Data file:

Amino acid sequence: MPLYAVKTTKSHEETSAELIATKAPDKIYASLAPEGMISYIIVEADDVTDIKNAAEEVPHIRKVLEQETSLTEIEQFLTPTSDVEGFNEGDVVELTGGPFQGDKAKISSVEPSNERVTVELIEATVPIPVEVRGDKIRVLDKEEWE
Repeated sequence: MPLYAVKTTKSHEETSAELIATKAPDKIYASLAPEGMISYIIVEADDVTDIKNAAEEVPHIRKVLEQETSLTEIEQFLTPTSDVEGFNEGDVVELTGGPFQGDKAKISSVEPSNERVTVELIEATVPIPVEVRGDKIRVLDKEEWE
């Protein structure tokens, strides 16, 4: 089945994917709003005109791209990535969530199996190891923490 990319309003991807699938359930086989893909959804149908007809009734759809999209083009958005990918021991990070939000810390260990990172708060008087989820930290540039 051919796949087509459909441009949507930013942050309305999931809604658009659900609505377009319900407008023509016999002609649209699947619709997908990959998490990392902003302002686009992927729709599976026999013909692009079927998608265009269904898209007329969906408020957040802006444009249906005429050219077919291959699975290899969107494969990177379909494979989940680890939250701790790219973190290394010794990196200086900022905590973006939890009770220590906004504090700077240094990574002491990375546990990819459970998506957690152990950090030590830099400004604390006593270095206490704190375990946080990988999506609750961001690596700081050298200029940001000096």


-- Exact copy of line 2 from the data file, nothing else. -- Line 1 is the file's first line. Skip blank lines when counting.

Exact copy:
Repeated sequence: MPLYAVKTTKSHEETSAELIATKAPDKIYASLAPEGMISYIIVEADDVTDIKNAAEEVPHIRKVLEQETSLTEIEQFLTPTSDVEGFNEGDVVELTGGPFQGDKAKISSVEPSNERVTVELIEATVPIPVEVRGDKIRVLDKEEWE